Should my children and I return to my child molesting husband?
It’s been almost a year since I left my husband with my 3 children. At that time my daughters were 15 and 13 and my son was 9. My daughters both told me that my husband (their step father) was saying sexual things to them and my 13 year old had a text from my husband that was very explicit about himself. Once I saw the text, I had proof of what my girls were saying.
About 3 months after we left he did get indicted with two charges of indecency with a child-One charge for each daughter -which he is currently fighting. Since we left, I have had minimal contact until recently. He is in anger management as well as seeing a psychiatrist trying to get help. He is adamant that he never touched my girls (which he did not-but through all our interviews have come to know that what he did was grooming) and admits to the harm he caused. He feels that what he has done can be forgiven and we can repair our marriage. My girls have so much anger for him- I have forgiven him- he is no longer in our lives and nowhere near my children-forgiveness was easier for me than it is for my daughters. They are so young and their pain is far deeper than mine. I want to do the right thing for us all but feel lost in all of this. Can you give any advice?
Sincerely, (Name Withheld)
Dear (Name Withheld)
I grieve for you and your children and for the pain and hurt you are enduring. I know that you all have suffered greatly. I hurt for you. Your children will need much care and comfort so as not to come out of this experience deeply scarred. One of the best ways to help them through their emotional pains and hurts is to do what Jesus suggested in Matthew 5:4: “Blessed are those who mourn for they shall be comforted.” Your children are mourning. Sometimes the best thing is to put your arms around them, pat them gently on the head, and cry with them.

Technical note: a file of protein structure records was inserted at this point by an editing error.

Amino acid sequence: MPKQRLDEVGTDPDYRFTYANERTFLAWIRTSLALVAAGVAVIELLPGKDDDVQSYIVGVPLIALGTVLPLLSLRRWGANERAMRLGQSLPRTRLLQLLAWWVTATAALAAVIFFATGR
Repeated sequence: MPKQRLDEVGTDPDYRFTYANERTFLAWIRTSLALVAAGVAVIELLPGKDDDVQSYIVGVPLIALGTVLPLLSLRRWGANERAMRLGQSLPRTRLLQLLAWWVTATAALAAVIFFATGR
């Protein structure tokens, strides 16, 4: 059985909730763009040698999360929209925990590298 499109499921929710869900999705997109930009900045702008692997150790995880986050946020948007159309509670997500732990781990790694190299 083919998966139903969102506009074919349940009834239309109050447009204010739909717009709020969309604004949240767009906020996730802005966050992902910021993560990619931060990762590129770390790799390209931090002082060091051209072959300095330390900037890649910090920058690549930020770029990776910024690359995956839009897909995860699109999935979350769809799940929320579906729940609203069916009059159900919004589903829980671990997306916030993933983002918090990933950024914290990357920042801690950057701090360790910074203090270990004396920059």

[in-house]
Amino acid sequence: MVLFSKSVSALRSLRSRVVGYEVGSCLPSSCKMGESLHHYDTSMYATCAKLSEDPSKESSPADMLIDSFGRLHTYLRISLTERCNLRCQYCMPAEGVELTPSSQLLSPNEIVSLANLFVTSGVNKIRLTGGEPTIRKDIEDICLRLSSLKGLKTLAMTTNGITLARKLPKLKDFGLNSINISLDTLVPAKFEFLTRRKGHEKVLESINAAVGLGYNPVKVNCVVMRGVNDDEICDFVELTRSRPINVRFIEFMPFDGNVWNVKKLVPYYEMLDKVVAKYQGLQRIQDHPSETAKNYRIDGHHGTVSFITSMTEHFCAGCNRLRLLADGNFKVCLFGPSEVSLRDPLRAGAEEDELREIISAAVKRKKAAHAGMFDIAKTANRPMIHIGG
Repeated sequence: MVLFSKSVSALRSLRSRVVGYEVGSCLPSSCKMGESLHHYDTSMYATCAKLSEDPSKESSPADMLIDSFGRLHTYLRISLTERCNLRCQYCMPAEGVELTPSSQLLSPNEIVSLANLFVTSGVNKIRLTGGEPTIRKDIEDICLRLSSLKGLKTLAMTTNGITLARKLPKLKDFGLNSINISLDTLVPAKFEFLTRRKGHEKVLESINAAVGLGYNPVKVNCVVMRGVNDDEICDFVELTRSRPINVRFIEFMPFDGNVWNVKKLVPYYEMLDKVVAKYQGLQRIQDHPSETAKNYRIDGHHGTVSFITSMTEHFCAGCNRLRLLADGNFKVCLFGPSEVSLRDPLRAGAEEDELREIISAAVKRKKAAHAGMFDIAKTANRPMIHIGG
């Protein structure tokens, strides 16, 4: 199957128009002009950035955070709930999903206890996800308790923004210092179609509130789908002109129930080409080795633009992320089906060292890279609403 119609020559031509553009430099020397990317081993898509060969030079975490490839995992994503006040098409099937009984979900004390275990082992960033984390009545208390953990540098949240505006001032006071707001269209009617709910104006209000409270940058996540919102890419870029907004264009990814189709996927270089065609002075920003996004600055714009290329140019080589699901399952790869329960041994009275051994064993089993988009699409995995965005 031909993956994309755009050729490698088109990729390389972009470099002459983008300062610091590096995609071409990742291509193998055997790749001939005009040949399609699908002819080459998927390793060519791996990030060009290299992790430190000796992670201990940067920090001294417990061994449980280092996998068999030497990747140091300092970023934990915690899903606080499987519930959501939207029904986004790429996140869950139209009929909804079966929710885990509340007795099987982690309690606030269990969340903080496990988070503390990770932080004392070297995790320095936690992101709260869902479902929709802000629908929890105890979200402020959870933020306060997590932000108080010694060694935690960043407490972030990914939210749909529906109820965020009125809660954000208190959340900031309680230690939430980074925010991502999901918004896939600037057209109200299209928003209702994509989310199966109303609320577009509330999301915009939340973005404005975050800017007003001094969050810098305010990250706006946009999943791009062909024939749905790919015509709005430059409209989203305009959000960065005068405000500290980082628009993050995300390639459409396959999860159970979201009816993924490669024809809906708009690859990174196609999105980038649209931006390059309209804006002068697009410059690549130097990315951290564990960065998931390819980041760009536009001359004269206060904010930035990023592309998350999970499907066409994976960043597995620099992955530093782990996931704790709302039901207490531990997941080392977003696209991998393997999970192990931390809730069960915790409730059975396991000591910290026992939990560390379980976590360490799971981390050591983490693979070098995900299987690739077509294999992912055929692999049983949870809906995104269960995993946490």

While you didn’t mention actually divorcing your husband, I am certain that the idea crossed your mind. So let me confirm that you have “Biblical grounds” for divorce if you want it. According to Jesus sexual perversion breaks the marriage bonds. The Greek word translated “adultery’ which He used in Matthew 19:9ff is “porneia”. The word means much more than adultery. It includes a wide umbrella of illicit sexual activities including adultery, pornography, bestiality, fornication and incest (suggested or otherwise).
You may also want to read Ephesians 5:25-31 where the responsibilities of a husband are clearly laid out. A husband who does not live up to these responsibilities has quite clearly broken the bond of marriage.
On the other hand, while you have grounds for divorce, you by no means have to exercise that right. You can certainly work to restore your marriage and your relationship with your estranged husband. However, I suggest that you leave your children out of this procedure. By the way, I would never put your children through the trauma of living under the same roof with him ever again. Please recognize that his efforts to justify his behavior in the court system may be more hurtful than his original behavior with the children. In essence he is now acting like a bully. He is calling them liars
Next, those involved in child sexual abuse very rarely get “well.” From my own genetic and brain chemistry research it seems to me that those involved in child sexual abuse seem to be “wired” differently than others who are not attracted to children as sex addicts. This is why so many child-sexual abusers immediately return to their dastardly activities as soon as they find the opportunity. Please don’t take this to mean that your husband is a child-sex abuser. He may have just allowed his old sin nature to overwhelm him. The fact that he is seeing a psychiatrist is encouraging whether he is “wired” that way or not. I hope that he gets help so as never to act like this way again.